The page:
CDMO Roundtable: Managing Orphan Drug ProjectsBy
Low-volume drugs, such as orphan drugs, present challenges in achieving favorable production economics and in managing the projects themselves. A roundtable of CDMOs provides perspectives on those challenges and best practices to resolve them.
CMDOs provide perspectives on projects involving low-volume drug (i.e., orphan drugs):
* Specialized considerations in supply management
* Production economics and ways to improve COGS
* Scale-up considerations
* Best practices in project management
A CDMO roundtable
To gain a perspective of the challenges in manufacturing and managing projects with low-volume drugs and the approaches taken to resolve those challenges, DCAT Value Chain Insights assembled a panel of experts from CDMOs of both drug substances and drug products to gain insights on supply planning, production economics, scale-up, and project management of low-volume drugs, such as orphan drugs.
Participating in the roundtable were: Joe Nettleton, Vice President, Strategic Initiatives, Drug Substance CDMO, and Brian Swierenga, Vice President, Operations and Site Director, High Point (North Carolina), both from Cambrex; Teresa Pallotta, Vice President, API Sales, Curia; John S. Ross, President, Metrics Contract Services and Mayne Pharma US; Paul Quigley, Principal Research Fellow, Drug Substance, and
John McDermott, Executive Drug Development Consultant, both from Quotient Sciences; and Dr. Ke Chen, Vice President and Head of API Late-Phase Process R&D, WuXi STA.
Supply management and low-volume drugs
Question: What particular challenges arise from a supply planning/management perspective when working with low-volume drugs?
Nettleton and Swierenga (Cambrex): One big challenge is diversity of sourcing. Since raw material volumes are generally low, it can be difficult to find multiple sources that are willing to share the supply chain at a low volume. This creates a risk to active pharmaceutical ingredient (API) manufacturing timelines in the event of a supply-chain interruption.
Procurement of starting materials can also become a challenge with small volumes. You need talented procurement staff who can identify companies with various technologies to make the starting material, which is typically a custom order. Experienced procurement teams, with a deep knowledge of key technology manufacturers, allow you to rapidly identify the potential suppliers. This complexity is very different compared to sourcing solvents or commodity chemicals, where price is often the deciding factor.
Chen (WuXi STA): Managing the supply chain for a low-volume drug (i.e., an orphan drug) can be challenging as the drug candidate is typically associated with accelerated CMC [chemistry, manufacturing and controls] development timeline and limited scale-up opportunity prior to commercial launch. As a result, the CMC team and the supply chain team often are ‘forced’ to make decisions with insufficient data package, trying hard to balance between timeline, process robustness, cost of goods sold (COGS) and regulatory considerations.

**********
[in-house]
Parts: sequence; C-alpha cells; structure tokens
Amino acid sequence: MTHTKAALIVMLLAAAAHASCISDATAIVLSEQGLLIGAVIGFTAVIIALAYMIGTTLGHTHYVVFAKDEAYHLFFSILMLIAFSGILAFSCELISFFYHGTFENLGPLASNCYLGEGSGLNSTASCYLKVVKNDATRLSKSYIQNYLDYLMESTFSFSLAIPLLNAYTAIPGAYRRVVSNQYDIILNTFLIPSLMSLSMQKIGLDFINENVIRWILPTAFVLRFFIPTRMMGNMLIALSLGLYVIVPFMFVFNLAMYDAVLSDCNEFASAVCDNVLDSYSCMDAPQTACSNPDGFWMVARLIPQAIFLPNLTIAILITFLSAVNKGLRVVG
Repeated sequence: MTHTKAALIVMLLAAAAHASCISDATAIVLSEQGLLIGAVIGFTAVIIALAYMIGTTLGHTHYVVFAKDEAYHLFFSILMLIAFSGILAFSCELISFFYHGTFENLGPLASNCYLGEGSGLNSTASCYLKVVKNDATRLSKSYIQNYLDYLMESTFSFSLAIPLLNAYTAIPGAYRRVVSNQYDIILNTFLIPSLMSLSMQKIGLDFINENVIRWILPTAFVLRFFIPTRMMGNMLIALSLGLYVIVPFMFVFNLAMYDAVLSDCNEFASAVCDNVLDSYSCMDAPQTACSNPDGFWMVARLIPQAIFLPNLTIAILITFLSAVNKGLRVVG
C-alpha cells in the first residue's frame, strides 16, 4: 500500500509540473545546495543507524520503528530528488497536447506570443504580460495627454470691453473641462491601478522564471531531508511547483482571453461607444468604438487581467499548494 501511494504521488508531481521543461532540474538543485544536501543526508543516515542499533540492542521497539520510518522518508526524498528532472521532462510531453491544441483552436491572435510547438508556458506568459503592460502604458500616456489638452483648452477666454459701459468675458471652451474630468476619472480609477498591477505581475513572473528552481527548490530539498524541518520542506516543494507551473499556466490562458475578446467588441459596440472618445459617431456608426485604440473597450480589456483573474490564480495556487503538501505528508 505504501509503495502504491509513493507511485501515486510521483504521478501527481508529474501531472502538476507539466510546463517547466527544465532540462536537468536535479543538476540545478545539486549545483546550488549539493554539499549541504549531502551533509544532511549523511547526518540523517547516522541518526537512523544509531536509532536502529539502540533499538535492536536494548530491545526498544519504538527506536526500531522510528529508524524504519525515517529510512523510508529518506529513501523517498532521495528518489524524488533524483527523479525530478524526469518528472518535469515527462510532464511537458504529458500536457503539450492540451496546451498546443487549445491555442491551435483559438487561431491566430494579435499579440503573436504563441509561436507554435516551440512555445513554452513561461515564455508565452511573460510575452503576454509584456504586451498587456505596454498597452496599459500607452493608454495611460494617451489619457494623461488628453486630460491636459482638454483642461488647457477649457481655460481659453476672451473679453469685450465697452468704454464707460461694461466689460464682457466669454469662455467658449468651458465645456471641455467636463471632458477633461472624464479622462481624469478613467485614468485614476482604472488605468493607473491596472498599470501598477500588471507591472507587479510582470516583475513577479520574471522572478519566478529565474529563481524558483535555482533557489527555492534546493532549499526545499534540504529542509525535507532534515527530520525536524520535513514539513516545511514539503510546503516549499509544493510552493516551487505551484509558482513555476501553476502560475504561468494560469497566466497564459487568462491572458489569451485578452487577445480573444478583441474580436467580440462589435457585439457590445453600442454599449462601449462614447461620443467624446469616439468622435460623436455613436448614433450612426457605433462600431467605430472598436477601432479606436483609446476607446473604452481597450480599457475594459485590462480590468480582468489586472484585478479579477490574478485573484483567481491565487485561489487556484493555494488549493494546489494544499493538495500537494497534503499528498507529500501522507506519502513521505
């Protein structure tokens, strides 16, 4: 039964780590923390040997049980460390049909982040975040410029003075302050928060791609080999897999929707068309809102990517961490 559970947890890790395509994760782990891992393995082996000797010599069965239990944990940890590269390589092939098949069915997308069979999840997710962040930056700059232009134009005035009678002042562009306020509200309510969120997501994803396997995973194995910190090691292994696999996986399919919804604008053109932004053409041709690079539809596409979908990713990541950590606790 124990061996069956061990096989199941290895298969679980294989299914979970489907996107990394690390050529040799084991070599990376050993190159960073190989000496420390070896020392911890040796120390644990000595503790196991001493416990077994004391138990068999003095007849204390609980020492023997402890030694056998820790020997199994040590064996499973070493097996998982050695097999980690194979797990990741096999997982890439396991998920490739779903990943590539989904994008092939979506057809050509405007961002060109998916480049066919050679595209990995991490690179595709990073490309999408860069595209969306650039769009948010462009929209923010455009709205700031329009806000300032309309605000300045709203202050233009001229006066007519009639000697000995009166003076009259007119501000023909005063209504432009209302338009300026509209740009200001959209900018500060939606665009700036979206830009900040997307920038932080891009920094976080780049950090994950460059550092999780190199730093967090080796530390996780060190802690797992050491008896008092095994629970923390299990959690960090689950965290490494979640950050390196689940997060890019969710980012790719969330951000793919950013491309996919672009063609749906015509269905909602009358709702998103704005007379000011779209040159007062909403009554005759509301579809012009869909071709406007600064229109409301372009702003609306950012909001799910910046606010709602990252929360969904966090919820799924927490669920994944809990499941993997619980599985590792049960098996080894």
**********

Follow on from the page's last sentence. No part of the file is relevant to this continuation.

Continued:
Furthermore, it’s becoming a common theme that a drug candidate may get launched initially for a certain disease indication with lesser patient population, and then expanded to other indications with higher volume demand. Because of the dynamic nature of clinical planning, one cannot assume that the sponsors will get the opportunity to re-develop the CMC package and supply chain prior to clinical expansion, so it’s highly advantageous to get it right the first time in terms of supply management.
Ross (Metrics Contract Services and Mayne Pharma US): It is always easier to manage a high batch count product. Think of it like getting reps at the same thing time and time again. Practice really does make perfect. That said, the contemporary needs of many drug products given rare disease pursuits or targeted therapies, require perfection on low-volume products. These types of demand profiles can surface: challenges associated with material order quantities and shelf life; operator and chemist readiness/familiarity with product-specific processes and methods; and even validations where the demand profile does not represent typical expectations for iterations of process or cleaning validation requirements. These low-volume products often forego traditional opportunities for economies of scale or even basic process improvements because the processes are infrequently touched and studied.
Quigley (Quotient Sciences): Most CDMOs are dependent on large-volume processes to achieve economies of scale. We take a material-sparing mindset when developing scalable manufacturing processes, which is particularly important for low-volume drugs.
Pallotta (Curia): Orphan drugs can be particularly challenging for the innovator and CDMO partner because they are producing quality medicines within tight timeframes. Core development attributes are evolving while clinical supply and trials are ongoing. At the same time, some of the challenges are not unique to low volume. Finding suppliers of raw materials and upstream intermediates is essential. At the same time, low-kilo volumes are not always compelling to a supplier, which means it can be hard to build a reliable supply chain. Experienced R&D partners are typically well equipped to manage multiple projects on a gram-to-kilo scale in parallel. We routinely operate at low volumes in multiple geographies with multiple centers as part of the development process. This expertise can be applied to low-volume drugs.
Production economics, cost of goods sold, and resolving challenges
Q: How may higher cost of goods sold (COGS) or potential diseconomies of scale be resolved when working with low-volume drugs?